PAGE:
It takes a bit before Charles says, “I never actually stopped throwing up after that flu, if it even was the flu. And despite throwing up every other day I’ve somehow gained 20 pounds.” Charles looks resigned as he pulls his shirt up, revealing his clearly distended stomach.
Hank’s first thought is, he looks pregnant, and following quickly on it’s heels is the memory from ten years ago, of Moira telling them Charles had miscarried after being shot on the beach. But aside from the medical reports they'd stolen from the hospital, this is the first time Hank's been confronted with physical proof that Charles has the ability to become pregnant.
Hank’s still staring in disbelief when Charles tugs shirt back down. “So, um…” Charles says. “I don’t know what…” he trails off again. After a long silence he demands, “Say something, would you?”
“Um,” Hank says. He swallows hard and reaches for what’s left of his beer, downing it in one gulp. Charles really should have brought something stronger.
“Oh don’t worry, I’m saving the good stuff for after this conversation,” Charles says.
Hank reaches for the only thing that makes sense in this situation, science. “Actually there have been studies recently on the negative effect of alcohol on a fetus…” The look on Charles’ face stops him from continuing. “But we can, um, run some tests. Make sure it’s… uh…”
Charles leans forward, resting his elbows on his thighs and burying his face behind his hands. His hair swings forward, blocking his expression entirely from Hank. Hank reaches over to pat him on the back then leaves his hand there. “We’ll figure it out,” he promises. “It could be something else. It could be a tumor.”
Charles looks up at him incredulously. “Really?”
“It could. It's scientifically possible,” Hank insists. Unlike male pregnancy, he doesn't say.
Hank takes samples and runs tests and when he’s done, he’s 100 percent sure that Charles is pregnant. He finds Charles sitting in the living room on the first floor, watching television. The fact that Charles has the tv on is odd enough, since he usually reads instead, but then Hank sees the bottle of whiskey. Charles has skipped using a glass and is drinking straight from the bottle.
Hank sits down next to him on the couch.
“Well?” Charles asks.
“You’re definitely pregnant,” Hank says. Charles nods and takes a swig from the bottle. “We’ll have to get an ultrasound machine to find out how far along.”
Charles starts counting on his fingers, then says, “Five months, thereabouts." He takes another drink before offering the bottle to Hank. “I told you I was saving the good stuff. My stepfather had this one hidden in his study and I’ve been waiting for the right occasion. I think being pregnant qualifies.”
Hank reaches over and takes the bottle of whiskey, setting it on the end table. Then he reconsiders and takes a drink himself. It’s smooth, obviously expensive, and it warms it’s way through his body. He pretends it gives him strength as he asks, “So, who was it?”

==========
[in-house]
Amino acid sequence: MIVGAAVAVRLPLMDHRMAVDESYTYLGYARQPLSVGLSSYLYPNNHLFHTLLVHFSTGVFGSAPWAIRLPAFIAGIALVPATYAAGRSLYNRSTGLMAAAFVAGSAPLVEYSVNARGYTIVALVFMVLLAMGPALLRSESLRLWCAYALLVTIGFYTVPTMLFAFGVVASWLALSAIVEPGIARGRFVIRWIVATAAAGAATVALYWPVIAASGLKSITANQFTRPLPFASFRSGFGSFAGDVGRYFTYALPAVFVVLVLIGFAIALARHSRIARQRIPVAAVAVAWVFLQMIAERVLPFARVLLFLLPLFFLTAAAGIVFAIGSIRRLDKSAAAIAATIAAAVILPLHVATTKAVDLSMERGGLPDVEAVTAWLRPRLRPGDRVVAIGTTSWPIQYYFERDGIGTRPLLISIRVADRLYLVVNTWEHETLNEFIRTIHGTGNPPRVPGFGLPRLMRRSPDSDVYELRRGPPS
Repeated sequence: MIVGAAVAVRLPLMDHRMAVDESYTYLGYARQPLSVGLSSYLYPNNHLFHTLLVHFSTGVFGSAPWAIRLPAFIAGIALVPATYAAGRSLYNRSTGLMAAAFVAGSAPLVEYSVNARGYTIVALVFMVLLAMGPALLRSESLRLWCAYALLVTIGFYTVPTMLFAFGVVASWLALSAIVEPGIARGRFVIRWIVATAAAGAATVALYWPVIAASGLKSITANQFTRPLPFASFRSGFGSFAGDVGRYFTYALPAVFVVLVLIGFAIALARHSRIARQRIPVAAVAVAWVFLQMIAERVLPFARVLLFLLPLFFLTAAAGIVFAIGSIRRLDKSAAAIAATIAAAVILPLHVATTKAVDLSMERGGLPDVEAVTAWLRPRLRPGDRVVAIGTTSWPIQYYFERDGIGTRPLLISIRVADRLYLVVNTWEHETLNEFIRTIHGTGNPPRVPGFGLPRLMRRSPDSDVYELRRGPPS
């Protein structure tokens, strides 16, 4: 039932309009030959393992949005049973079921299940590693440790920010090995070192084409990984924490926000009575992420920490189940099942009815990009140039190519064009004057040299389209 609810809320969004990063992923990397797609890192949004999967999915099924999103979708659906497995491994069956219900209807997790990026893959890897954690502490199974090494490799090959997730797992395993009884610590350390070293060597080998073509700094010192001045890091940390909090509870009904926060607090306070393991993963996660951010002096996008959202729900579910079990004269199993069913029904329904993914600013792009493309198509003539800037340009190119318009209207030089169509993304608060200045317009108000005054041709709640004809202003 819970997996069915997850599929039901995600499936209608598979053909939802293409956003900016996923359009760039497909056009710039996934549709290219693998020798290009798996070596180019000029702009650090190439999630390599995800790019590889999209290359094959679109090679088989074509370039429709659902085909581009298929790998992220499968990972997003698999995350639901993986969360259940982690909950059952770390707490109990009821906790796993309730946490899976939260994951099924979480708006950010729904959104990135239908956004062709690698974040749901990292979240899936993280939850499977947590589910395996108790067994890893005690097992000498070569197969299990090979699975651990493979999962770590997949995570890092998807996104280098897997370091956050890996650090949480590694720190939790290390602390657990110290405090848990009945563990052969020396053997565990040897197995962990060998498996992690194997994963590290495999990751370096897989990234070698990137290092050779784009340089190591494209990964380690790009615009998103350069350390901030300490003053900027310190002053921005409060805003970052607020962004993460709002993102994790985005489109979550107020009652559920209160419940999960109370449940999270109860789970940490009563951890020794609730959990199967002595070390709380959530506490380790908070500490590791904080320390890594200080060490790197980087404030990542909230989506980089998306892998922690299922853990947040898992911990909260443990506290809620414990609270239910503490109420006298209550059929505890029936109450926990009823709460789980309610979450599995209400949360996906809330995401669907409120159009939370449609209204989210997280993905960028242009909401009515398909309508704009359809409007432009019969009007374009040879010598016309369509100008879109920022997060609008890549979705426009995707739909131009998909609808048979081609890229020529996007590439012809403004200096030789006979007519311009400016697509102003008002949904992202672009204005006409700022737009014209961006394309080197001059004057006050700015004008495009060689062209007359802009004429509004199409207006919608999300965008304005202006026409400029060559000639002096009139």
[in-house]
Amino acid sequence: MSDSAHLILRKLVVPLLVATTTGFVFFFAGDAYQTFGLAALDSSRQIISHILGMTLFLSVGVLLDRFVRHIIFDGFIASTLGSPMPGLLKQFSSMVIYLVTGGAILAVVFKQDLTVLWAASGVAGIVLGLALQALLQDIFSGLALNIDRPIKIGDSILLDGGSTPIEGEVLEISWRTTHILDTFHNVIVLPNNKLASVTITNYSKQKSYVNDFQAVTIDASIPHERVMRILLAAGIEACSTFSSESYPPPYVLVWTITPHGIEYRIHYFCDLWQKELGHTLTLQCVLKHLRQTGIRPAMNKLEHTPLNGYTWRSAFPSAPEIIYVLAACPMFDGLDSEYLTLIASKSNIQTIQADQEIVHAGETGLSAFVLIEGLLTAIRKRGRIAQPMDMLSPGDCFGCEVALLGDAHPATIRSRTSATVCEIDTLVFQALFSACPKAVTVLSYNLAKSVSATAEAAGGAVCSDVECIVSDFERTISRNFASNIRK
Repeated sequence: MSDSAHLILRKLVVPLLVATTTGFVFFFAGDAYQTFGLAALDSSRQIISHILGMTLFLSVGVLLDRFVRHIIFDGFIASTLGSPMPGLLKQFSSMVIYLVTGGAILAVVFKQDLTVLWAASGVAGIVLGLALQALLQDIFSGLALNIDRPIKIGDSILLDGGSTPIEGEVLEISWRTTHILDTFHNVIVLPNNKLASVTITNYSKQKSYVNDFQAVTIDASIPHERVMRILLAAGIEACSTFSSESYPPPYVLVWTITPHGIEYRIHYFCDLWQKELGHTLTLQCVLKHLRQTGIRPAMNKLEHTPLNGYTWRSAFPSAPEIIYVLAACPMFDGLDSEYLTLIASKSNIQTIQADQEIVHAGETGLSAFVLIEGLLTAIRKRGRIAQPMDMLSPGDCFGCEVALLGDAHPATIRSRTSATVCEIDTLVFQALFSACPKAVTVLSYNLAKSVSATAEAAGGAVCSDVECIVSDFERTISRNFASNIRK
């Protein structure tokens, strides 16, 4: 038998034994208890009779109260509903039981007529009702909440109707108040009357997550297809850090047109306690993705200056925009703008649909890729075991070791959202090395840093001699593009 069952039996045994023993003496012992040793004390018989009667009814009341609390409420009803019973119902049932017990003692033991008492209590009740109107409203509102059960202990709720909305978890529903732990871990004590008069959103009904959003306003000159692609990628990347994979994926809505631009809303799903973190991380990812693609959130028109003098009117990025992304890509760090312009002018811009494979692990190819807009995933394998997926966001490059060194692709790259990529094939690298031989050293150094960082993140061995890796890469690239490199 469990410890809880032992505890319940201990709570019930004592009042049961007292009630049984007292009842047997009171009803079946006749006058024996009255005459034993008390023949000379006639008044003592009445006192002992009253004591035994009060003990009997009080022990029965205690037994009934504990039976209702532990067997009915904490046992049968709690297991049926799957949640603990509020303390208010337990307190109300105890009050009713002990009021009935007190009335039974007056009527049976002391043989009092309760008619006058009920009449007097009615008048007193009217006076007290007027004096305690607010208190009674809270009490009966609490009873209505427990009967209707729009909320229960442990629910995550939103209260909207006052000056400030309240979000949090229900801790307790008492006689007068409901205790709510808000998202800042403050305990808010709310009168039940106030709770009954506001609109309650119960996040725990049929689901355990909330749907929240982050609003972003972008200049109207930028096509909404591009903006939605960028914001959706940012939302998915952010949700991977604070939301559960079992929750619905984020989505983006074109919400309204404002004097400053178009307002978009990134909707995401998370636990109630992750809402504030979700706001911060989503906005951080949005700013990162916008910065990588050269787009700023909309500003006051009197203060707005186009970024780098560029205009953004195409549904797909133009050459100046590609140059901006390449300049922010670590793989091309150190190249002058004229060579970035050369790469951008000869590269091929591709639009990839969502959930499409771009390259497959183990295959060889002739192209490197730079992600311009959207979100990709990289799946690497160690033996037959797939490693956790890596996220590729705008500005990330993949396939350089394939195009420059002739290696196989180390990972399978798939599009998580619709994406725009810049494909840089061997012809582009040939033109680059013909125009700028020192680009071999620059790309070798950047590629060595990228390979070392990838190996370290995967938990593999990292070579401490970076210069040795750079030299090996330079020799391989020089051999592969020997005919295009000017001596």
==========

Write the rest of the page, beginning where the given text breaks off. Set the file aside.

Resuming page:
Charles shakes his head and starts laughing, a bit hysterically. “You’re really asking?”
“Well, you don’t have to tell me,” Hank says, striving for calm. He already knows it had to have been a man, logically.
“I just thought it was obvious,” Charles says, taking a deep breath to calm himself.
Hank thinks back to what they were doing five months ago, because if Charles had been seeing anyone then he hadn’t know about it and-- “Oh,” Hank says. Erik, he thinks. Then, “Wait, really? Again?”
Charles doesn’t answer, and Hank’s mind is reeling now. “When did you even… Logan and I were with you both the whole time.” They’d gotten to Paris the night before the Accords and Hank had shared a hotel room with Charles. He literally can’t think of a single moment that Erik and Charles had been alone.
Charles still doesn’t say anything, leaving Hank to realize, “On the plane? I was five feet away!”
“I do realize that it was mistake, Hank,” Charles says, voice tight.
“Obviously,” Hank says.
Charles looks away, staring back at the television.
Hank swallows hard and forces himself to calm down. Getting angry doesn’t do any good, although the knowledge that Charles had fucked Erik not even six hours after breaking him out of prison makes Hank want to grab him by the shoulders and shake him. It’s Erik. Nothing good has ever come from situations involving Erik and the fiascos in Paris and Washington were just further proof of that.
“What do you want to do?” Hank finally asks.
“Do?” Charles turns to look at him again.
“About the… fetus.”
“I don’t know.” Charles buries his face in his hands again. “Am I supposed to know?”
“I’ll get an ultrasound machine tomorrow. It might not be too late to get rid of it, and it is legal now.”
Charles rests one hand against his stomach for a moment, then says, “I’m going to bed.” He transfers himself to the chair and grabs the bottle of whiskey off the table as he goes.